The Fabric of Hope and Resistance: North Carolina Women on Strike

The Fabric of Hope and Resistance: North Carolina Women on Strike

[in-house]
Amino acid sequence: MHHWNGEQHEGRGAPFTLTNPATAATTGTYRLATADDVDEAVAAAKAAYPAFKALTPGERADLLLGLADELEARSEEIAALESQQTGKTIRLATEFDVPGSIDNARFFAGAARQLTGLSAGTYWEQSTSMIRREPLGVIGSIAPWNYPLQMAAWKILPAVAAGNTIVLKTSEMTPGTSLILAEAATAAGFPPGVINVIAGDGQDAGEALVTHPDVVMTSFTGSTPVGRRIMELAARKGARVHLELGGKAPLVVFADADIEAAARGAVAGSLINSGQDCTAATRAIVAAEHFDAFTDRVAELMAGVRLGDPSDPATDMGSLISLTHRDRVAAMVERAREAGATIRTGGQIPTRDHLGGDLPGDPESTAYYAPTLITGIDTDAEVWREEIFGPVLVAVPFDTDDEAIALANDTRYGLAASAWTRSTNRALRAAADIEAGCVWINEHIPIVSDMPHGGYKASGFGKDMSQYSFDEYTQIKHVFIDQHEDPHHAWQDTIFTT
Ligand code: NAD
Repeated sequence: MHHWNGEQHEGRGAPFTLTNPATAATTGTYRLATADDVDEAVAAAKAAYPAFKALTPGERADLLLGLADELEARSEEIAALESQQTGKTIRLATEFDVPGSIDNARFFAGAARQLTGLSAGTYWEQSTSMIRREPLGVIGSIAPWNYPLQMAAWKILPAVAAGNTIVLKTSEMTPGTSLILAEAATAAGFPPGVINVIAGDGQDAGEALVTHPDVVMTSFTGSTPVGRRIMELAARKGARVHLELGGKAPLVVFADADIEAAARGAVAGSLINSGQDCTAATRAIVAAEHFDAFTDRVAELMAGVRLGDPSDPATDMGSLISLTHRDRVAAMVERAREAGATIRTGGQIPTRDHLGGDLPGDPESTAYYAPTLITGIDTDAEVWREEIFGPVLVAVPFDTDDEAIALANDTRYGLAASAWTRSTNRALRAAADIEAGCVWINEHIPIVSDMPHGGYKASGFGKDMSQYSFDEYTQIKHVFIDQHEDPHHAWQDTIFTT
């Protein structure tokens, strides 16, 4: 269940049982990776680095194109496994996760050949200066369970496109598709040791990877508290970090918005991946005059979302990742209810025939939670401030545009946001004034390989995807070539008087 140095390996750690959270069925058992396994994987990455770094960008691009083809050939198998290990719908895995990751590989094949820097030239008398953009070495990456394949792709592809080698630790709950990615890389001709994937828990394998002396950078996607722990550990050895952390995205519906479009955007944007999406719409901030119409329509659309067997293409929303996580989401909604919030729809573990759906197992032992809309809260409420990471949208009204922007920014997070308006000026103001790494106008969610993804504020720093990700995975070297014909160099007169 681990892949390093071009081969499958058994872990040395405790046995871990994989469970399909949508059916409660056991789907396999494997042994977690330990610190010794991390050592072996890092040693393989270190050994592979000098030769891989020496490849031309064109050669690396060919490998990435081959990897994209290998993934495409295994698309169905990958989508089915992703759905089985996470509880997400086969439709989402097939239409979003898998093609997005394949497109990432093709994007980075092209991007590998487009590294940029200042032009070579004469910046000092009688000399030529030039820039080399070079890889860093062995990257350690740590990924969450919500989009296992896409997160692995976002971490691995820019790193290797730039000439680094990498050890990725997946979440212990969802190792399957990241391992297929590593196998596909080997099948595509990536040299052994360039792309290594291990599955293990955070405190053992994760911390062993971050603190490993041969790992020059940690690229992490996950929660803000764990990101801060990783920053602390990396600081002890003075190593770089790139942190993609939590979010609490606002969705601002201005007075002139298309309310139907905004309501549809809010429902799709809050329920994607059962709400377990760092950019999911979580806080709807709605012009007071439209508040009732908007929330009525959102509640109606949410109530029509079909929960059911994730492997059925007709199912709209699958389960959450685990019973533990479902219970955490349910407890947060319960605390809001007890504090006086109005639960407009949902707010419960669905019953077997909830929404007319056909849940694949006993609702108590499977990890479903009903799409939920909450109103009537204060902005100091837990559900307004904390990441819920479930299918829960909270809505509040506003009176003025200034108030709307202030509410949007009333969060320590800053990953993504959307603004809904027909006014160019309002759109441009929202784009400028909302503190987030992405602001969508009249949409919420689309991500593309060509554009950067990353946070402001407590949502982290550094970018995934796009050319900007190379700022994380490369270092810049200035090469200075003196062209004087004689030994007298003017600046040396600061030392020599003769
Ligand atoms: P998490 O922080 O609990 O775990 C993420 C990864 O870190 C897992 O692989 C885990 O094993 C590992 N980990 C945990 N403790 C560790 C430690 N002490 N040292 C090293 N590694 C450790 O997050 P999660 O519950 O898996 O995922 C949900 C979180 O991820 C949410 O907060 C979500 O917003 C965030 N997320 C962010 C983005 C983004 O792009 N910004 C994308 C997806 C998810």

Though they have often been silent, NC women who have been on strike have powerful stories to tell. Their voices are rarely heard in a state that has consistently maintained the lowest rate of unionism. These women worked in textiles, telecommunications, tire manufacturing, and paper production and participated in disputes that span the decades from the General Textile Strike of 1934 to strikes in 1999 and 2001. Some of their stories tell of finding strength and resilience in so-called "men's” jobs, competing in non-traditional jobs for women. Other narratives tell of their many sacrifices as the women suppressed their own needs in order to organize and participate in unions while also taking care of their families or co-workers. A third group of stories reveals the women's evolution from unionists to activists, demonstrating their solidarity with union sisters and brothers while advocating for economic and social justice. A fourth set of narratives centers on union feminists' stories of leadership in promoting gender and racial equality, workplace democracy, and community justice. As a result of their participation in labor disputes, these NC women have woven powerful tapestries of protest, resistance, hope, and transcendence.

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